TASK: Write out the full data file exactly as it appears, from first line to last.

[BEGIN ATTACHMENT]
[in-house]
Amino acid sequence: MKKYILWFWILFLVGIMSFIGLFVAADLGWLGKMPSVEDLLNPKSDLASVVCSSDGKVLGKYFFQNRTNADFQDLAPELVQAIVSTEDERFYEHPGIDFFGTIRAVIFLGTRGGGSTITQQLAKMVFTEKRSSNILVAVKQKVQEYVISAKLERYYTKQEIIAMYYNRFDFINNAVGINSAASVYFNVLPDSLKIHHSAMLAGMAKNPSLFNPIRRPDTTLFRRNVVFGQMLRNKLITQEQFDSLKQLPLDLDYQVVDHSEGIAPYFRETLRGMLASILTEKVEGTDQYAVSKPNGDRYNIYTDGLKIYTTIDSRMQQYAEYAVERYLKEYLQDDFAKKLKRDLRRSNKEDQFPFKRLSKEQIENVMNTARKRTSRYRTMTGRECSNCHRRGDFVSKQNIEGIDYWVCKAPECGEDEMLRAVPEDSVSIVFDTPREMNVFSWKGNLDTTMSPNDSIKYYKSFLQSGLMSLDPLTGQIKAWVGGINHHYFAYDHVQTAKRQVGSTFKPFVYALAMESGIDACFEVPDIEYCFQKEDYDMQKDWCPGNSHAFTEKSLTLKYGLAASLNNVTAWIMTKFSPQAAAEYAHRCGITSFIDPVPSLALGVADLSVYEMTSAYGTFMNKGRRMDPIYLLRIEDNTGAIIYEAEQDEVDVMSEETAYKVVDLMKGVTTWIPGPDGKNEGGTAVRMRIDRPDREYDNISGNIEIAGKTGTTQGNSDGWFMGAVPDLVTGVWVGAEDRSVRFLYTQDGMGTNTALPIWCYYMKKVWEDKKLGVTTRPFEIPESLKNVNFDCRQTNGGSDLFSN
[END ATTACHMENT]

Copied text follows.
[in-house]
Amino acid sequence: MKKYILWFWILFLVGIMSFIGLFVAADLGWLGKMPSVEDLLNPKSDLASVVCSSDGKVLGKYFFQNRTNADFQDLAPELVQAIVSTEDERFYEHPGIDFFGTIRAVIFLGTRGGGSTITQQLAKMVFTEKRSSNILVAVKQKVQEYVISAKLERYYTKQEIIAMYYNRFDFINNAVGINSAASVYFNVLPDSLKIHHSAMLAGMAKNPSLFNPIRRPDTTLFRRNVVFGQMLRNKLITQEQFDSLKQLPLDLDYQVVDHSEGIAPYFRETLRGMLASILTEKVEGTDQYAVSKPNGDRYNIYTDGLKIYTTIDSRMQQYAEYAVERYLKEYLQDDFAKKLKRDLRRSNKEDQFPFKRLSKEQIENVMNTARKRTSRYRTMTGRECSNCHRRGDFVSKQNIEGIDYWVCKAPECGEDEMLRAVPEDSVSIVFDTPREMNVFSWKGNLDTTMSPNDSIKYYKSFLQSGLMSLDPLTGQIKAWVGGINHHYFAYDHVQTAKRQVGSTFKPFVYALAMESGIDACFEVPDIEYCFQKEDYDMQKDWCPGNSHAFTEKSLTLKYGLAASLNNVTAWIMTKFSPQAAAEYAHRCGITSFIDPVPSLALGVADLSVYEMTSAYGTFMNKGRRMDPIYLLRIEDNTGAIIYEAEQDEVDVMSEETAYKVVDLMKGVTTWIPGPDGKNEGGTAVRMRIDRPDREYDNISGNIEIAGKTGTTQGNSDGWFMGAVPDLVTGVWVGAEDRSVRFLYTQDGMGTNTALPIWCYYMKKVWEDKKLGVTTRPFEIPESLKNVNFDCRQTNGGSDLFSN